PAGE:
South Korean ferry crew face hostile crowd, judges
By Youkyung Lee, The Associated Press
GWANGJU, Korea, Republic Of - Hostile spectators cursing, shouting and weeping behind them, 15 crew members from the sunken South Korean ferry appeared in court Tuesday to enter pleas on charges of negligence and failing to save more than 300 dead or missing passengers.
As the crew members stood with bowed heads before three Gwangju District Court judges, families of the victims struggled to contain their fury. Many wore yellow ribbons in memory of those killed in the April 16 disaster, most of whom were students on a school trip. The crowd erupted when one crew member appeared to smile, and a judge asked the defendants to show respect. The judges also asked the crowd to be quiet.
"Everybody should be sentenced to death," one spectator said. One crew member wept so hard she couldn't identify herself to the judges.
Because of time constraints Tuesday, only 11 of the 15 entered pleas of not guilty. The remaining four are scheduled to appear at a hearing in one week.
All surviving crew members responsible for the ship's navigation have been charged with negligence and with failing to do their duty to protect passengers. Several of the defendants acknowledged some responsibility at Tuesday's hearing but denied that they caused the sinking, saying they had little control over the stability of the ferry, which was overloaded with cargo.
After expressing his condolences to the victims' families, Judge Lim Joung-youb emphasized the rights of the defendants to make their own arguments.
Capt. Lee Joon-seok and three other crew members are charged with homicide — a charge that could carry the death penalty, though South Korea has not executed anyone since late 1997. Prosecutors accuse them of tacitly colluding to abandon the ship while being aware that the passengers would be trapped and killed when the ship sank.
The captain's lawyer, Lee Kwang-jae, said the factors that caused the sinking couldn't be controlled by a captain who operated the ferry only six days a month as a contract worker. The lawyer said the captain didn't flee the ship, tried to correct the ferry's balance and asked people to wear life vests, even though he was injured. He also said the coast guard had a better ability to monitor the overall situation of the ferry from helicopters and rescue boats than the captain on the bridge.
The lawyer said that Park Han-gyeol, the third mate on duty, suffered a panic attack during the sinking and sat and wept in a corner on the bridge.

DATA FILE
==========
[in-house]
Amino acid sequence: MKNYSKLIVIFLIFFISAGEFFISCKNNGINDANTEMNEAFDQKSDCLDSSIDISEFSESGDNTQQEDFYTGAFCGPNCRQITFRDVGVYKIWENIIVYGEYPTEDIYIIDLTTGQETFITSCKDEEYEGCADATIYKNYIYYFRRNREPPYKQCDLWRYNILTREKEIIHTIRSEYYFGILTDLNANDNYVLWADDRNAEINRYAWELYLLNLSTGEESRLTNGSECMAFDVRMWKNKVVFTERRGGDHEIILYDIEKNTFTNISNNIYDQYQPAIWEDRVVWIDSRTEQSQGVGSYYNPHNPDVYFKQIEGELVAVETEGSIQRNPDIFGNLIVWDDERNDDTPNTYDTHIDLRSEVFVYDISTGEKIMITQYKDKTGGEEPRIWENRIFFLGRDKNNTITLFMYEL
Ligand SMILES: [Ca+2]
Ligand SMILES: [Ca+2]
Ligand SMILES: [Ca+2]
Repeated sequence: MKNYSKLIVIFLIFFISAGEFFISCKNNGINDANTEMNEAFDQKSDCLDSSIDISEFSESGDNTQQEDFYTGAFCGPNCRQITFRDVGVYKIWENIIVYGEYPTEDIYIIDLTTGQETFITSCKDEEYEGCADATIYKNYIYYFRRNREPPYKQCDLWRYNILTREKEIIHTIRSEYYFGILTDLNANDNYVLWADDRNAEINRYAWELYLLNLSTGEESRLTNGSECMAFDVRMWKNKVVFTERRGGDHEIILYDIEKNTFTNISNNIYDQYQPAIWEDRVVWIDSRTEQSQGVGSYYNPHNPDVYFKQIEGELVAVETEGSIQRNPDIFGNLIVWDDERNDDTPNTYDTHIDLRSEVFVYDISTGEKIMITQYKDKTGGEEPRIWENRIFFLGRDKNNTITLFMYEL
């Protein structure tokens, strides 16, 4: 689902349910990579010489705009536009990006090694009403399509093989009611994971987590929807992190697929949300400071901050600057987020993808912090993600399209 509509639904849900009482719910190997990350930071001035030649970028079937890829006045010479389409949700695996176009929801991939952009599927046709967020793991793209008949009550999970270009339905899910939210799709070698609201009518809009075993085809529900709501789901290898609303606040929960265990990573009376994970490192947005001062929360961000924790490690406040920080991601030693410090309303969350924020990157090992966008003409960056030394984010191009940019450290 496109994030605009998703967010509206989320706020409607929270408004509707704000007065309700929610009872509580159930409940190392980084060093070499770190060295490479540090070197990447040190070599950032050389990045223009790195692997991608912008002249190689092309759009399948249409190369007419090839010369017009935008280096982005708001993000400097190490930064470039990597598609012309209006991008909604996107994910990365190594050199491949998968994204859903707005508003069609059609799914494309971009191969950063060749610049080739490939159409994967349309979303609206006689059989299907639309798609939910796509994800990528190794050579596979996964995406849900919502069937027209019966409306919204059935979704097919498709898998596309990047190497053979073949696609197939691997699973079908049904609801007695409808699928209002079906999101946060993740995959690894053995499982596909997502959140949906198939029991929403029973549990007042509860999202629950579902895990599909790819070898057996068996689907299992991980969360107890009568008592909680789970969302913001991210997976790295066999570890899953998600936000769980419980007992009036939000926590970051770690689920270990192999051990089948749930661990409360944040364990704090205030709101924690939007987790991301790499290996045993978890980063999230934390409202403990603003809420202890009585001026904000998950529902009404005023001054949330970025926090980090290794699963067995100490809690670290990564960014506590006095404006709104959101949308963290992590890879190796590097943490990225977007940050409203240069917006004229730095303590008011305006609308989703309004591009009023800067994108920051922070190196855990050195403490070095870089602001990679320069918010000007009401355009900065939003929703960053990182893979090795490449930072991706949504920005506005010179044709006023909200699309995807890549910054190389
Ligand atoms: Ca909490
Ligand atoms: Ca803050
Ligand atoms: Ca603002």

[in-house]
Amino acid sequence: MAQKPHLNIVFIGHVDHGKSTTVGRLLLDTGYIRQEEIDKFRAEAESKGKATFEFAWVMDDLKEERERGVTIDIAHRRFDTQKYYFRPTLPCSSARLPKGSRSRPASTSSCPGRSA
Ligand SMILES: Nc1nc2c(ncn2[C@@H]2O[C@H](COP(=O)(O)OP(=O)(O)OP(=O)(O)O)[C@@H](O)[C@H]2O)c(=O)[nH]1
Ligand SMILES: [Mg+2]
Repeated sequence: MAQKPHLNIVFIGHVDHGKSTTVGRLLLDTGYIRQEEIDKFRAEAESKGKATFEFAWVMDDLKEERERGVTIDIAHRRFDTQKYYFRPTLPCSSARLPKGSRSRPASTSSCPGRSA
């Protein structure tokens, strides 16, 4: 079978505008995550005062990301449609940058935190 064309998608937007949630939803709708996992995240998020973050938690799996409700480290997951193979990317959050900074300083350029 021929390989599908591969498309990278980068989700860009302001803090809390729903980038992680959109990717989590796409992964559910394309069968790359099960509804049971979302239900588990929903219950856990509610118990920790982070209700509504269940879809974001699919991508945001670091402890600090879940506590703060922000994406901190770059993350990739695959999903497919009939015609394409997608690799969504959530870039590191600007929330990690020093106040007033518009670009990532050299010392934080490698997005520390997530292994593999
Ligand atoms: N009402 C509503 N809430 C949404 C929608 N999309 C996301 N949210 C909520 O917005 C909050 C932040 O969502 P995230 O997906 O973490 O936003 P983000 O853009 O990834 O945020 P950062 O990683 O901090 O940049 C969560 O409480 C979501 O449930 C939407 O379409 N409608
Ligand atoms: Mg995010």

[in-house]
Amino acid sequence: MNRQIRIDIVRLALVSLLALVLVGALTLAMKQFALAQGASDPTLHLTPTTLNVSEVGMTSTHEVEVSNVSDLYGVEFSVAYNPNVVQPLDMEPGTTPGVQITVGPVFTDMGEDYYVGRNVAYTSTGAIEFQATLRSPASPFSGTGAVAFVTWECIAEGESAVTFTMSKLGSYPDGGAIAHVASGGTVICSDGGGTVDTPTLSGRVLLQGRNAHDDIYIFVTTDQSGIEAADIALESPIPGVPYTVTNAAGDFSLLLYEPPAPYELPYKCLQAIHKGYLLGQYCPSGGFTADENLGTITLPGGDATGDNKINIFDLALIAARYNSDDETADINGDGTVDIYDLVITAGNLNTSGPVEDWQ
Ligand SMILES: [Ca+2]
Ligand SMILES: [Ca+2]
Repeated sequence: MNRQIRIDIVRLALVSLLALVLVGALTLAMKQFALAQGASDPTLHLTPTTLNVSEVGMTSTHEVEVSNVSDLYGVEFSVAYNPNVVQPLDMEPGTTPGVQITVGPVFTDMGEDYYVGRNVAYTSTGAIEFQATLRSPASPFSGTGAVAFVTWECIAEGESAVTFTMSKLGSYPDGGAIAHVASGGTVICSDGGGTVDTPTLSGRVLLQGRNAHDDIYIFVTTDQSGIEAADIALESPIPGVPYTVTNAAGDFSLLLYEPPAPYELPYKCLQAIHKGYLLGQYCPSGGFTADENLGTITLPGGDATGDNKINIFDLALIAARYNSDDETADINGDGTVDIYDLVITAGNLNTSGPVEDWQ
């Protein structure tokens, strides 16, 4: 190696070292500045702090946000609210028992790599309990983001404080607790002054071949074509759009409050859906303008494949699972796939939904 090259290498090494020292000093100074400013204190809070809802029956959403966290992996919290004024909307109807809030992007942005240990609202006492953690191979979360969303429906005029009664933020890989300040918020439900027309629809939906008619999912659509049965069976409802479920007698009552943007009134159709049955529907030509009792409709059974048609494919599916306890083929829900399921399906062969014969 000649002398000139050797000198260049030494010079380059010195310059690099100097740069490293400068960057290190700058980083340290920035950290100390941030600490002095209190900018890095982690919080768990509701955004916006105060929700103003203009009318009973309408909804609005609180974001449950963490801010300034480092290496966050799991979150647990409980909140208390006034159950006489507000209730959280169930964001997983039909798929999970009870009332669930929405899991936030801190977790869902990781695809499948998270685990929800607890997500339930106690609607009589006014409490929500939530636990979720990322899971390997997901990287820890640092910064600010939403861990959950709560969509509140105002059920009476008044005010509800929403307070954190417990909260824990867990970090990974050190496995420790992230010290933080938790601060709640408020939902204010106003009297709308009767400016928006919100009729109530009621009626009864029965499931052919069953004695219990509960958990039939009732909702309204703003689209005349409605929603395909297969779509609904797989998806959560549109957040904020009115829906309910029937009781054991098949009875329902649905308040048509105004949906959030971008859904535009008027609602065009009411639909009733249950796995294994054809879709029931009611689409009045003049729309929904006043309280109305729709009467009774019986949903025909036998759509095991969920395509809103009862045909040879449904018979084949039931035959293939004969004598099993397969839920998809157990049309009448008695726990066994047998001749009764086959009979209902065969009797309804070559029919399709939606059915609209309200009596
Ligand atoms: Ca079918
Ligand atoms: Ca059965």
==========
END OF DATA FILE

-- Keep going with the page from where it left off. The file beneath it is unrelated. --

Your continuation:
Prosecutors submitted nearly 2,000 pieces of evidence to the court for review.
In a statement sent to reporters via text message and read out by family representative Kim Byung-gwon before the hearing, a committee of ferry victims' families demanded strict punishment of the crew.
"They say wounds heal as time goes by, but, for us, it's like time has stopped," the statement said. "The defendants, who should have saved the passengers first, ran out first and lived.... The defendants not only killed the passengers, they also killed the souls of the families and basic trust in our society."
President Park Geun-hye has called the crew's actions murderous, and the pervading hostility against them has raised questions about the fairness of the trial. The crew is being defended by six state-appointed lawyers, three of whom started practicing law only this year.
The court said in a statement that it will guarantee the rights of both the defendants and the victims.
Nearly two months after the sinking, 292 bodies have been recovered and 12 people are still missing. Divers continue underwater searches for those believed trapped inside the sunken ship off the country's southwestern coast.
There are allegations that the ferry operator, Chonghaejin Marine Co., dangerously overloaded the vessel and gave crew members inadequate emergency training, and some company officials also have been arrested.
There also is widespread anger and frustration with the government over what many see as an incompetent search and rescue effort. Since the sinking, President Park has pushed to restructure government agencies and reshuffle top officials to try to restore public confidence.
On Tuesday, Park nominated a former senior journalist to replace the outgoing prime minister, who resigned to take responsibility for the government's handling of the sinking. Park's first choice for the job resigned amid allegations of ethical lapses.
AP writers Hyung-jin Kim and Jung-yoon Choi contributed to this report from Seoul.